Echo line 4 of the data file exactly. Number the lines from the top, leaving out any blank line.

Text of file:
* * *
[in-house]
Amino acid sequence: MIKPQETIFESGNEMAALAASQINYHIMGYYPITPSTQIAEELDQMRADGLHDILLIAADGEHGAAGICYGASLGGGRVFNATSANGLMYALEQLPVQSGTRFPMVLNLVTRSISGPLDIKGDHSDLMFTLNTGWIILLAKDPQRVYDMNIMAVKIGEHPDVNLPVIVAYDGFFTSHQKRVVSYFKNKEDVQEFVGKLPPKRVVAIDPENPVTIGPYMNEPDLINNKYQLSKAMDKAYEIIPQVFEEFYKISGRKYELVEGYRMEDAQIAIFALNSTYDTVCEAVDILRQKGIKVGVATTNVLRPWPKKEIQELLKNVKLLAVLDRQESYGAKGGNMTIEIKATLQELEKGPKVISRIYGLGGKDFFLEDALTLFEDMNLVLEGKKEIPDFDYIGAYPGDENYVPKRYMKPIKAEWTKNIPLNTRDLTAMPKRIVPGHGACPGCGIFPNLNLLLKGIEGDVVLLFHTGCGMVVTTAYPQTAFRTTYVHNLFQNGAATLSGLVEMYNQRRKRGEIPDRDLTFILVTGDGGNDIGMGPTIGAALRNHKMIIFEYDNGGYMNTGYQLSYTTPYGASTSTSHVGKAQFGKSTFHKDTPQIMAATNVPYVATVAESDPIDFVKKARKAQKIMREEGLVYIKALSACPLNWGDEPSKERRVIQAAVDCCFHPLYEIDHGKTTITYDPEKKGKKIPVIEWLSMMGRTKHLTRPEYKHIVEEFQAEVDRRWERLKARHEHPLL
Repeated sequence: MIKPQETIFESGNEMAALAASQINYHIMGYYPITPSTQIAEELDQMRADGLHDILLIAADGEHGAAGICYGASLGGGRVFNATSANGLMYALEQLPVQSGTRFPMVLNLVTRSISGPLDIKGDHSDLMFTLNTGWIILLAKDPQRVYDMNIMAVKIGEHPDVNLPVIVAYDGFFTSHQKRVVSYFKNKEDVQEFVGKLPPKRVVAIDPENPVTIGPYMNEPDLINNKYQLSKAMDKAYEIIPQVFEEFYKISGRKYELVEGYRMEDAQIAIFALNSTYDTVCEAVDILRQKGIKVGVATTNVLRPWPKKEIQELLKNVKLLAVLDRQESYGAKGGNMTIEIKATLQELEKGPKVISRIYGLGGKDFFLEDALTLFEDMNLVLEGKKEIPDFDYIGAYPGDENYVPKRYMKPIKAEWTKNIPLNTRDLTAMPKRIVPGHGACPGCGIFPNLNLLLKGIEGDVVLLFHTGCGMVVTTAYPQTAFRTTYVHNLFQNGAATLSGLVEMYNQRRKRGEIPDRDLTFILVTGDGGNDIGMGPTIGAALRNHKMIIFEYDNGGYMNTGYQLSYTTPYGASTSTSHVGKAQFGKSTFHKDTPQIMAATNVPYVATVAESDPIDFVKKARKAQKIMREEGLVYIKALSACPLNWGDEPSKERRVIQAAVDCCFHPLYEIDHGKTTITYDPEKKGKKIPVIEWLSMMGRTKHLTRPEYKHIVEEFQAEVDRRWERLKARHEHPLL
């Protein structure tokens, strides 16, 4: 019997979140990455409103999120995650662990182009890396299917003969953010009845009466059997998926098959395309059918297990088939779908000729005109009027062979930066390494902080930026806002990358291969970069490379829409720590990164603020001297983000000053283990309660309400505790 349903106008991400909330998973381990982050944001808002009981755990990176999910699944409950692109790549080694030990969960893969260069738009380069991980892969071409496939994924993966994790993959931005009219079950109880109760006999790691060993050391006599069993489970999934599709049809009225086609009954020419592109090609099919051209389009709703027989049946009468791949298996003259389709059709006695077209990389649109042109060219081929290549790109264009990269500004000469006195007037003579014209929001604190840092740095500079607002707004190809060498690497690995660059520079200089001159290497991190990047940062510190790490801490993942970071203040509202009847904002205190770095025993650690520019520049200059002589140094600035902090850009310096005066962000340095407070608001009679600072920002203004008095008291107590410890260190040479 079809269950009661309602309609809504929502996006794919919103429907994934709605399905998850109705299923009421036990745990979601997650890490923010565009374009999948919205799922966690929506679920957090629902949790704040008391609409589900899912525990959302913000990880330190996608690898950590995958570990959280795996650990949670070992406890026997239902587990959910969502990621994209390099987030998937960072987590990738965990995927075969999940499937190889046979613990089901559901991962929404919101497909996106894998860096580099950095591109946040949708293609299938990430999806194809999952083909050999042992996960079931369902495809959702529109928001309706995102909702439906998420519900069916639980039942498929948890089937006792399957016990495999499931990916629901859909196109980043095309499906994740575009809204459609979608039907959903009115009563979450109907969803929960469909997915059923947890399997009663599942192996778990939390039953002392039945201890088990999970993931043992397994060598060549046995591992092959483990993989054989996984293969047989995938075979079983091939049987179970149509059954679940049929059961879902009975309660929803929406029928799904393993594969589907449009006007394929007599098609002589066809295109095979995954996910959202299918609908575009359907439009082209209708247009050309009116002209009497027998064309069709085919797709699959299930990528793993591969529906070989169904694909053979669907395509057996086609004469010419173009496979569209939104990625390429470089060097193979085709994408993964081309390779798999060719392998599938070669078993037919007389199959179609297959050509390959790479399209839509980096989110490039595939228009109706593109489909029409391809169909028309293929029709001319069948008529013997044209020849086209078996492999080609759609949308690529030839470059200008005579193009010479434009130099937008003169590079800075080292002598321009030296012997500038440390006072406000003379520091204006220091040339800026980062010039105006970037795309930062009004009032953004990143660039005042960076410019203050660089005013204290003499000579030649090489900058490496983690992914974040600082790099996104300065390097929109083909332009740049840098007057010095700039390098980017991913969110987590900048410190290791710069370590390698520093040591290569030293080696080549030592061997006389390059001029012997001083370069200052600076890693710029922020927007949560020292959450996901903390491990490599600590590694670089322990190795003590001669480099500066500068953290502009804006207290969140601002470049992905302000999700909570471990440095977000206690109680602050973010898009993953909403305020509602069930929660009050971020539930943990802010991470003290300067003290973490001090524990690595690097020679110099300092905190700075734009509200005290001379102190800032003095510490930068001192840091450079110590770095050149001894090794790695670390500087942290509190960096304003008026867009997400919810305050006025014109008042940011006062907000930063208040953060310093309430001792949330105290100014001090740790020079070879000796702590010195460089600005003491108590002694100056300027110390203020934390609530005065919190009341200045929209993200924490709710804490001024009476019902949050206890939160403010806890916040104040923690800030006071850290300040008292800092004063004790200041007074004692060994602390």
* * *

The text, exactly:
């Protein structure tokens, strides 16, 4: 019997979140990455409103999120995650662990182009890396299917003969953010009845009466059997998926098959395309059918297990088939779908000729005109009027062979930066390494902080930026806002990358291969970069490379829409720590990164603020001297983000000053283990309660309400505790 349903106008991400909330998973381990982050944001808002009981755990990176999910699944409950692109790549080694030990969960893969260069738009380069991980892969071409496939994924993966994790993959931005009219079950109880109760006999790691060993050391006599069993489970999934599709049809009225086609009954020419592109090609099919051209389009709703027989049946009468791949298996003259389709059709006695077209990389649109042109060219081929290549790109264009990269500004000469006195007037003579014209929001604190840092740095500079607002707004190809060498690497690995660059520079200089001159290497991190990047940062510190790490801490993942970071203040509202009847904002205190770095025993650690520019520049200059002589140094600035902090850009310096005066962000340095407070608001009679600072920002203004008095008291107590410890260190040479 079809269950009661309602309609809504929502996006794919919103429907994934709605399905998850109705299923009421036990745990979601997650890490923010565009374009999948919205799922966690929506679920957090629902949790704040008391609409589900899912525990959302913000990880330190996608690898950590995958570990959280795996650990949670070992406890026997239902587990959910969502990621994209390099987030998937960072987590990738965990995927075969999940499937190889046979613990089901559901991962929404919101497909996106894998860096580099950095591109946040949708293609299938990430999806194809999952083909050999042992996960079931369902495809959702529109928001309706995102909702439906998420519900069916639980039942498929948890089937006792399957016990495999499931990916629901859909196109980043095309499906994740575009809204459609979608039907959903009115009563979450109907969803929960469909997915059923947890399997009663599942192996778990939390039953002392039945201890088990999970993931043992397994060598060549046995591992092959483990993989054989996984293969047989995938075979079983091939049987179970149509059954679940049929059961879902009975309660929803929406029928799904393993594969589907449009006007394929007599098609002589066809295109095979995954996910959202299918609908575009359907439009082209209708247009050309009116002209009497027998064309069709085919797709699959299930990528793993591969529906070989169904694909053979669907395509057996086609004469010419173009496979569209939104990625390429470089060097193979085709994408993964081309390779798999060719392998599938070669078993037919007389199959179609297959050509390959790479399209839509980096989110490039595939228009109706593109489909029409391809169909028309293929029709001319069948008529013997044209020849086209078996492999080609759609949308690529030839470059200008005579193009010479434009130099937008003169590079800075080292002598321009030296012997500038440390006072406000003379520091204006220091040339800026980062010039105006970037795309930062009004009032953004990143660039005042960076410019203050660089005013204290003499000579030649090489900058490496983690992914974040600082790099996104300065390097929109083909332009740049840098007057010095700039390098980017991913969110987590900048410190290791710069370590390698520093040591290569030293080696080549030592061997006389390059001029012997001083370069200052600076890693710029922020927007949560020292959450996901903390491990490599600590590694670089322990190795003590001669480099500066500068953290502009804006207290969140601002470049992905302000999700909570471990440095977000206690109680602050973010898009993953909403305020509602069930929660009050971020539930943990802010991470003290300067003290973490001090524990690595690097020679110099300092905190700075734009509200005290001379102190800032003095510490930068001192840091450079110590770095050149001894090794790695670390500087942290509190960096304003008026867009997400919810305050006025014109008042940011006062907000930063208040953060310093309430001792949330105290100014001090740790020079070879000796702590010195460089600005003491108590002694100056300027110390203020934390609530005065919190009341200045929209993200924490709710804490001024009476019902949050206890939160403010806890916040104040923690800030006071850290300040008292800092004063004790200041007074004692060994602390």